Academic journal article Journal of Behavioral and Applied Management

Work Engagement and Its Relationship with State and Trait Trust: A Conceptual Analysis

Academic journal article Journal of Behavioral and Applied Management

Work Engagement and Its Relationship with State and Trait Trust: A Conceptual Analysis

Article excerpt

ABSTRACT

The main objective of this paper is to highlight the vital role that both state trust (trust in top management, trust in immediate supervisor and trust in co-workers) and trait trust or trust propensity play in the advancement of employee work engagement. This study posits that the relationship between trust and work engagement is mutually reinforcing and leads to an upward spiral effect. That is, high levels of state and trait trust boost work engagement, which in turn augments both forms of trust and so on. Additionally, the current paper also examines the interaction effects of state and trait trust on employees' work engagement.

Introduction

In the past, psychology has predominantly concentrated on the negative aspects of human behaviour such as malfunctioning, weakness and pathology (Schaufeli and Salanova, 2007). However, recently there has been a growing interest in positive psychology, which instead of focussing on human weaknesses, lays emphasis on human strengths, optimal functioning and well being (Seligman and Csikszentmihalyi, 2000). This trend towards positive psychology has led to the emergence of the concept of work engagement.

What is Work Engagement?

Work engagement is conceptualised as the positive antipode of workplace burnout (Schaufeli and Bakker, 2004), a syndrome characterised by mental or physical exhaustion, cynicism and reduced professional efficacy (Maslach, Jackson and Leiter, 1996). In the literature, there are two approaches to work engagement. The first approach is advocated by Maslach and Leiter (1997). Maslach and Leiter (1997) argue that engagement is characterised by energy, involvement and efficacy - the direct opposites of the three dimensions of burnout. These researchers further contend that when individuals experience the feeling of burnout 'energy turns into exhaustion, involvement turns into cynicism and efficacy turns into ineffectiveness' (p. 24). According to this conceptualisation, engagement is measured by the reverse pattern of scores on the Maslach Burnout Inventory-General Survey (MBI-GS) dimensions (Maslach, Schaufeli, and Leiter, 2001). This means that low scores on exhaustion and cynicism and high scores on professional efficacy are indicators of engagement.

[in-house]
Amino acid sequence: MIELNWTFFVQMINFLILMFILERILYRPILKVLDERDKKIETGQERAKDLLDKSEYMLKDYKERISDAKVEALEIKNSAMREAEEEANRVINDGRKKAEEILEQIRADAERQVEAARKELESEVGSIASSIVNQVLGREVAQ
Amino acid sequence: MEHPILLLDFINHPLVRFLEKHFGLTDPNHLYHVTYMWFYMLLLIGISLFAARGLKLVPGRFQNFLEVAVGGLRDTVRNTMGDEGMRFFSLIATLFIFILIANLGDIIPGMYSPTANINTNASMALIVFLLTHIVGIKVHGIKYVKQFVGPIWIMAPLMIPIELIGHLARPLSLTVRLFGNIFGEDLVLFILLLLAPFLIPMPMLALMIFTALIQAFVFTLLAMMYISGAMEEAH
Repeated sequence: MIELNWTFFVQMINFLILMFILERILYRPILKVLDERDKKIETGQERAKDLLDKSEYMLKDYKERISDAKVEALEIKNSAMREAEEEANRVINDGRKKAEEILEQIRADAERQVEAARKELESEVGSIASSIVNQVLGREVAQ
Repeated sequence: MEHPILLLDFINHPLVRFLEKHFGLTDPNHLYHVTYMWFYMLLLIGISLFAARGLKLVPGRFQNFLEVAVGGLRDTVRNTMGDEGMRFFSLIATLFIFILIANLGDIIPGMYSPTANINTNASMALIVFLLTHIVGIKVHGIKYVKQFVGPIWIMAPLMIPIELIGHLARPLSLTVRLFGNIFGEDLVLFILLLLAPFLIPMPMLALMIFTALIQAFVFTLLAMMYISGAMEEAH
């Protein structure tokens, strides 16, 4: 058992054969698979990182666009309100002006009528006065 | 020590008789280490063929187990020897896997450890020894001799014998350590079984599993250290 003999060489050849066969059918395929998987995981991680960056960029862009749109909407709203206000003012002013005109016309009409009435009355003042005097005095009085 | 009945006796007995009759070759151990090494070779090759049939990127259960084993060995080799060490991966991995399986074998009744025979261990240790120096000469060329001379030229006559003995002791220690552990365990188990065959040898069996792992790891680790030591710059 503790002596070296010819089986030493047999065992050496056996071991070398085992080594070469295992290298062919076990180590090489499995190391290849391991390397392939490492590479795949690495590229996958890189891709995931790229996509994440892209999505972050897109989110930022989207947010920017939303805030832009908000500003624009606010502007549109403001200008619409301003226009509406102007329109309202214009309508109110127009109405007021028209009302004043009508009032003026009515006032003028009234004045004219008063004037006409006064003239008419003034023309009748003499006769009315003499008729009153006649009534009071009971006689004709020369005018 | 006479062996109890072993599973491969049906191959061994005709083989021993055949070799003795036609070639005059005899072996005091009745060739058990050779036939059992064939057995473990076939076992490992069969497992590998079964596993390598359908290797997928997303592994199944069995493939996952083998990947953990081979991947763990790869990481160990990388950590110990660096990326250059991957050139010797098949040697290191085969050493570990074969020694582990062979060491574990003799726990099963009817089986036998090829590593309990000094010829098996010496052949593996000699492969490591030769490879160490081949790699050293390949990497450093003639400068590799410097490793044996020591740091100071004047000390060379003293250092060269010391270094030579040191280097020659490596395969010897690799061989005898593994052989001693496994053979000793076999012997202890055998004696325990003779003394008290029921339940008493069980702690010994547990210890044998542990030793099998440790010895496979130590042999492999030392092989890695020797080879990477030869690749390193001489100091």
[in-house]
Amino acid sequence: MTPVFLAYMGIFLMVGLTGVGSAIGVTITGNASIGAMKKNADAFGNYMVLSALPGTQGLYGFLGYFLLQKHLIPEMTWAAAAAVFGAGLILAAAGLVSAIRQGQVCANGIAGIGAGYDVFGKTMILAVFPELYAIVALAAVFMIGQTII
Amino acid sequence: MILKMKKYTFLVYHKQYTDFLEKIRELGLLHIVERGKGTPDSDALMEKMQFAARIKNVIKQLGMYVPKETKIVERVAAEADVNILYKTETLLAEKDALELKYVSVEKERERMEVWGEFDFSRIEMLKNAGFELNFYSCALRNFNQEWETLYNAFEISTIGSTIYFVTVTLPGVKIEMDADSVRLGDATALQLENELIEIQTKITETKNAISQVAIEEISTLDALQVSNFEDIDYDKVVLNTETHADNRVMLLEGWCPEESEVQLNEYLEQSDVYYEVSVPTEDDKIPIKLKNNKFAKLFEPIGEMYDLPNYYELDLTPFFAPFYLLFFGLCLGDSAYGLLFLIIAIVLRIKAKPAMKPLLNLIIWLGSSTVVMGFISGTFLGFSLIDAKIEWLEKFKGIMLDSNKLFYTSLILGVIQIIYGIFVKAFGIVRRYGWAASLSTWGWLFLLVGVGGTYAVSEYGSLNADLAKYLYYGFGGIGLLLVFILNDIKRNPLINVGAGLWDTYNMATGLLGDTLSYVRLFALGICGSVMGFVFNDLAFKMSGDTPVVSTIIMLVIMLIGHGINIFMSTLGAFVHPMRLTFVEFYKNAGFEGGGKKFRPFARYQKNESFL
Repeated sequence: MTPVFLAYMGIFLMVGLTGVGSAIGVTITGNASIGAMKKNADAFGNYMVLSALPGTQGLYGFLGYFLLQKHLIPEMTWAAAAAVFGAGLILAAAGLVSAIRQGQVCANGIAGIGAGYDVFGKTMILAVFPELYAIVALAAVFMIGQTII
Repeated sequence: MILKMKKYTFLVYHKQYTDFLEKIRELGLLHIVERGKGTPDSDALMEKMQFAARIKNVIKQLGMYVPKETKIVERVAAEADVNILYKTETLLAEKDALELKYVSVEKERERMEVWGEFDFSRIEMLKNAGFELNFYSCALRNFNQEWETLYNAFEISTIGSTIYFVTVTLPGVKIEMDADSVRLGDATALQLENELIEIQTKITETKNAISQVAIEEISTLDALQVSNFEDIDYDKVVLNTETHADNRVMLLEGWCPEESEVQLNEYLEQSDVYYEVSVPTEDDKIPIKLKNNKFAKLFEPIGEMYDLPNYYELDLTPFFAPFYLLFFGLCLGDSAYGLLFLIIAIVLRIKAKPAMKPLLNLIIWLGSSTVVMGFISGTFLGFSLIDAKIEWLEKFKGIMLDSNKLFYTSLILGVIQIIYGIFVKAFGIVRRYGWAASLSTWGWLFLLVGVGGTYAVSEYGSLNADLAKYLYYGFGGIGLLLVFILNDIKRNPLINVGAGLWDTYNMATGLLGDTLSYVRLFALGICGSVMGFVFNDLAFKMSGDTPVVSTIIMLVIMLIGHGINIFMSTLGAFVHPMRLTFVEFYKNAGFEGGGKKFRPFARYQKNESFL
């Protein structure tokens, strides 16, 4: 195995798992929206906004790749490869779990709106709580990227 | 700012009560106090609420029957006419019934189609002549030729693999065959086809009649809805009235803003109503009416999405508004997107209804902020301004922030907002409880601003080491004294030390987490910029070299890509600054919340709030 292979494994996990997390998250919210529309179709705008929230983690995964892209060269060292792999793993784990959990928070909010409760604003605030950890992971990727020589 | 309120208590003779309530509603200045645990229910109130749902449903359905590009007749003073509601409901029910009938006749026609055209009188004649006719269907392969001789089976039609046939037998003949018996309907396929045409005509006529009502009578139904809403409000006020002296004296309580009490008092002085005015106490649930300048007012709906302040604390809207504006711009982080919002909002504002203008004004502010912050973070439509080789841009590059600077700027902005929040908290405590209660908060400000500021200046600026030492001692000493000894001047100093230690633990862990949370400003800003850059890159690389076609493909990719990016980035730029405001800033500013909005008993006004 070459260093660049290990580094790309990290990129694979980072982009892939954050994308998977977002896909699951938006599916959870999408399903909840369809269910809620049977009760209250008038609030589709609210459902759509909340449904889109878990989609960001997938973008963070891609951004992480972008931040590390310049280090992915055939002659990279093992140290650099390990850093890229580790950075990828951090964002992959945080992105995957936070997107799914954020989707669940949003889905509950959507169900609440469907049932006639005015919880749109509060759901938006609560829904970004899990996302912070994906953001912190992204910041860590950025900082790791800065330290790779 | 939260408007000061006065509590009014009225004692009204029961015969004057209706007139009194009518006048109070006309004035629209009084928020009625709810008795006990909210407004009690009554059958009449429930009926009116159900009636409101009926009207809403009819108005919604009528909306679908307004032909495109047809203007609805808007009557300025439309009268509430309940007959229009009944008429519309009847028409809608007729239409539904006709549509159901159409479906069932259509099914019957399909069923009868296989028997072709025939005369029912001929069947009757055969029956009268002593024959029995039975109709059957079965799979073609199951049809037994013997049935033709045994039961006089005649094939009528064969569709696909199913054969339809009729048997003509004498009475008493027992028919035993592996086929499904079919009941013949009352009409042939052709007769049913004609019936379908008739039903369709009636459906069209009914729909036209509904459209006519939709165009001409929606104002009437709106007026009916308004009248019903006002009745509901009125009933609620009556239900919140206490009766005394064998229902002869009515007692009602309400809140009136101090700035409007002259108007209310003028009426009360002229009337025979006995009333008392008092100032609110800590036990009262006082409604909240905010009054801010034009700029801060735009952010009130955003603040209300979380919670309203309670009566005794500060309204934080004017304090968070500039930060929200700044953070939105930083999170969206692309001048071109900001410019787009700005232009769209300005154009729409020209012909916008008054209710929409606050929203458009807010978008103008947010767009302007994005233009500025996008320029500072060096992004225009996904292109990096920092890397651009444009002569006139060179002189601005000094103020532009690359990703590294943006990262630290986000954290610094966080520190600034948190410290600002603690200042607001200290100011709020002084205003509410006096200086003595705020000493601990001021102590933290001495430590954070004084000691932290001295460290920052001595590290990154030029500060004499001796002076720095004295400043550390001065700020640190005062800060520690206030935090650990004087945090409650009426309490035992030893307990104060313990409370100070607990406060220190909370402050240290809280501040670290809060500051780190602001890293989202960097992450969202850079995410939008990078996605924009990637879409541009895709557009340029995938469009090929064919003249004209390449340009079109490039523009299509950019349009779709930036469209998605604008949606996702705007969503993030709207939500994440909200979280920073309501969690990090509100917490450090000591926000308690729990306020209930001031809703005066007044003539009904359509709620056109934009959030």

Some empirical support for this conceptualization of engagement is provided by case studies of two hospital units (Maslach and Leiter, 1997). The employees in one unit displayed a typical burnout profile (i.e. high scores on exhaustion and cynicism and low scores on efficacy) whereas employees in the other unit had an opposite profile of engagement (i.e. low scores on exhaustion and cynicism and high scores on professional efficacy).

The second approach to work engagement has been put forward by Schaufeli, Salanova, Gonzalez-Roma and Bakker (2002). These researchers point out that Maslach and Lieter's (1997) conceptualisation of work engagement prohibits an examination of the relationship between burnout and engagement since both constructs are viewed as opposite poles of a continuum and are assessed with the same instrument (the MBI-GS). Schaufeli and his co-researchers (2002) argue that burnout and work engagement are two distinct albeit negatively correlated states of mind as opposed to being two opposite ends of a single continuum, and as a result they define work engagement in its own right as a 'positive, fulfilling work related state of mind that is characterised by vigour, dedication and absorption' (Schaufeli et. al., 2002, p. 74). Vigour reflects the readiness to devote effort in one's work, an exhibition of high levels of energy while working and the tendency to remain resolute in the face of task difficulty or failure. Dedication refers to a strong identification with one's work and encompasses feelings of enthusiasm, inspiration, pride, and challenge. The third dimension of engagement is absorption. Absorption is characterised by being completely immersed in one's work, in a manner that time appears to pass rapidly and one finds it difficult to disengage oneself from work. …

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